The Transfigured World by ProQuest


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									          soul and a great teacher. He became an               William L. Portier
          ardent Tolstoyan Christian after discov-
          ering the master’s The Gospel in Brief in a
          little bookshop in Poland while on leave             The	Transfigured	World
          during the war. The way of Jesus—hu-
          mility, renunciation, drawing close to                                                             put their faith in a tired Enlightenment
          God—was his answer to the horrors of                 Atheist	Delusions                             view of history and a nihilistic under-
          his time. Being rich was intolerable, so             The	Christian	Revolution	and	Its	             standing of human freedom. In what he
          he gave his share of the family money                Fashionable	Enemies                           describes as a “historical essay” focused
          to his siblings and to creative people,              David Bentley Hart                            on the first four or five centuries of the
                                                               Yale University Press, $28, 253 pp.
          including the poet Rainer Maria Rilke,                                                             early church, Hart relativizes this story
          the painter Oskar Kokoschka, and the                                                               with a counternarrative of Christian

          architect Adolf Loos.                                             hen St. Peter heard the cock     revolution.
             Waugh’s nice phrase for the sight of                           crow early on the morning           In part II, Hart addresses the “soothing,
          Wittgenstein at work—“the spectacle of                            of the first Good Friday, the    self-righteous fantasy” of Christianity’s
          his thinking”—captures the drama of his              synoptic Gospels tell us that he went         history as “nothing but an interminable
          teaching. Wittgenstein’s Blue and Brown              out and wept bitterly. “We are the heirs      pageant of violence, tyranny, and sexual
          Notebooks—the record of his Cambridge                of a culture that, in a sense, sprang from    neurosis.” If students know nothing else
          lectures in the 1930s—“came to be re-                Peter’s tears,” writes David Bentley Hart     of church history, they can almost al-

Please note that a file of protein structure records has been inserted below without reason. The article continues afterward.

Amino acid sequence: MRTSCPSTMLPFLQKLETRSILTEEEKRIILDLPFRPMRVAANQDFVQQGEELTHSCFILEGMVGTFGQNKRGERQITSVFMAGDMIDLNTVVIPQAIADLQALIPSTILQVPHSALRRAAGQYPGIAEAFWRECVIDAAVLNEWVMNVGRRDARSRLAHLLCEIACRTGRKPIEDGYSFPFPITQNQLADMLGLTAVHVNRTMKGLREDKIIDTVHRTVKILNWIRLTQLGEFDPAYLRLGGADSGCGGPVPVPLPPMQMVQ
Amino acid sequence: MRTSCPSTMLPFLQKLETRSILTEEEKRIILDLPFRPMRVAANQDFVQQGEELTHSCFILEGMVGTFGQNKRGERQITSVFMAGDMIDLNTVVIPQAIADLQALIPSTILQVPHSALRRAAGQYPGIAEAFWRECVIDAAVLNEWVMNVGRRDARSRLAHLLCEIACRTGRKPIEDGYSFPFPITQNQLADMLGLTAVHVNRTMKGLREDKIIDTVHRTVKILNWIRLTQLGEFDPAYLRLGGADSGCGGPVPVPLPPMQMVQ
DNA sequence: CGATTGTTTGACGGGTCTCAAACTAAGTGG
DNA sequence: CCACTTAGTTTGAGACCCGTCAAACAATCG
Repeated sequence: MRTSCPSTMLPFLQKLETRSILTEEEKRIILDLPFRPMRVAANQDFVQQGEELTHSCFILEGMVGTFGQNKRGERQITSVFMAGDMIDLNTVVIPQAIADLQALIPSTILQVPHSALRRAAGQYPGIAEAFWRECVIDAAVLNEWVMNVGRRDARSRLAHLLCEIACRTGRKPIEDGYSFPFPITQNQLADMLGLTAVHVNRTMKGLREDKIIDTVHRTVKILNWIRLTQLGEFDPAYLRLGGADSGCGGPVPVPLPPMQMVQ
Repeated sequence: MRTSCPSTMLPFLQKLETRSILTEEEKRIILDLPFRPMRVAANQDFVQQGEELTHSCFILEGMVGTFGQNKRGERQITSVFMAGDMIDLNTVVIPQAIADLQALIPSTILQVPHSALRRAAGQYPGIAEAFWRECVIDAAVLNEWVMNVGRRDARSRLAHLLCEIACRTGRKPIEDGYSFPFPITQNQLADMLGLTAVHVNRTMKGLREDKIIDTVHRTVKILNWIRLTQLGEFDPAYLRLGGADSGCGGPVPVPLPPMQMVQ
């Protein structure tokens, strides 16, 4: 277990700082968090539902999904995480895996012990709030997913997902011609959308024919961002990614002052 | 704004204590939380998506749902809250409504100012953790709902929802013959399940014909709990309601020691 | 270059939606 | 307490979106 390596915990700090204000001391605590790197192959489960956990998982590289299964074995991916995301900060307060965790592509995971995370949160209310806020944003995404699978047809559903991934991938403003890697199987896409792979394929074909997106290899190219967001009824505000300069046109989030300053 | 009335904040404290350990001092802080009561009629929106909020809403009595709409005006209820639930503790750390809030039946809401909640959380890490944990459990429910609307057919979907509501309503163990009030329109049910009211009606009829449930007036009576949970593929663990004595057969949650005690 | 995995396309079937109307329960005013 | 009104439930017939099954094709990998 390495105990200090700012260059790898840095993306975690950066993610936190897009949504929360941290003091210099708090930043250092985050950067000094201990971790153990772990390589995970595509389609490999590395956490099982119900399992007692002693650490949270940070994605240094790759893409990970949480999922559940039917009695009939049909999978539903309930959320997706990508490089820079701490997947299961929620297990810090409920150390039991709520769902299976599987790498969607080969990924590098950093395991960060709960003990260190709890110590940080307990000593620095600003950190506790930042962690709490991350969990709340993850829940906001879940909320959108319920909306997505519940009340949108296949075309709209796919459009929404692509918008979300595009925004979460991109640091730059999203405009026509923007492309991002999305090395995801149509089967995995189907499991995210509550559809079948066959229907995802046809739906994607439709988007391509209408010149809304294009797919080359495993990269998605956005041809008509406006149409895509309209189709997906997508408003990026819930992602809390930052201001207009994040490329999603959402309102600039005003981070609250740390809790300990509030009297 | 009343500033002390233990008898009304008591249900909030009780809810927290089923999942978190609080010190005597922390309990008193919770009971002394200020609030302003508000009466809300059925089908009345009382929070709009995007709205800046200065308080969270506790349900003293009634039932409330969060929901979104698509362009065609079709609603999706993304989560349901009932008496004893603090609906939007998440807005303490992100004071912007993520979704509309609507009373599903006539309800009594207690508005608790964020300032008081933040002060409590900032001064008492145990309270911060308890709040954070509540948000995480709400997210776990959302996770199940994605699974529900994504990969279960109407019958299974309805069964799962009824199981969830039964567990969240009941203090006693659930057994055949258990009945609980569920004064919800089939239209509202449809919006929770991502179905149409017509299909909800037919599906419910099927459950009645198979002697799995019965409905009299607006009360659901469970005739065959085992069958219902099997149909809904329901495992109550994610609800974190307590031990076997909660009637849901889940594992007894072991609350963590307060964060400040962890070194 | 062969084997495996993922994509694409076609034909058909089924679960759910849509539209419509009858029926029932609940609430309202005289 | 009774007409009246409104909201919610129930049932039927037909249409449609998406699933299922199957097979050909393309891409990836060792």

garded with the same reverence and                   in his new book, Atheist Delusions. The       ways be counted on to know about the
          mystical fascination as the apocalypse               pathos of this gospel scene would have        Crusades, the Inquisition, and Galileo.
          gospels that passed surreptitiously under            been invisible to the late antique moral      Hart covers these and other familiar
          the togas of ancient Christians during               sensibility. The weeping Peter and our        episodes. His engaging account of the
          the period of Rome’s decline.”                       response to him stand for the “Christian      emergence of modern science features a
             There were sorrows and scandals.                  Revolution” of Hart’s subtitle, a trans-      memorable description of the Ptolemaic
          Wittgenstein admired the Soviet ex-                  formation of the moral imagination that       system as “a magnificent achievement
          periment, wanted to be a laborer in Rus-             allowed Christians to recognize the full      of mathematical choreography” hav-
          sia, and has been associated with the                humanity of every person. This book           ing “precious little to do with anything
          infamous Cambridge spies. Waugh tells                presents the moral world of late antiquity    we would call ‘science.’” According to
          us that Ludwig had been in “close con-               and the scandalized response of its pagan     Hart’s account of the wars of religion,
          tact” with known agents. But whatever                inhabitants to the “bizarre prodigality” of   the “violence increased in proportion
          his real connection with this group was,             the Christian belief in universal charity,    to the degree of sovereignty claimed by
          Ludwig’s effort to transform philosophy              which descended upon it “rather like a        the state.” The most “pitilessly and self-
          partook of old Karl’s ambition and heroic            meteor from a clear sky.”                     righteously violent regimes” explicitly
          single-mindedness.                                      In the first of the book’s four parts,     replaced a Christian vision with a more
             Alexander Waugh is the son of the                 Hart gestures dismissively in the direc-      “human” one. Historians may already
          essayist and novelist Auberon and the                tion of the “new atheists.” But Daniel        know all of this, but someone who picks
          grandson of Evelyn. He has written a                 Denne
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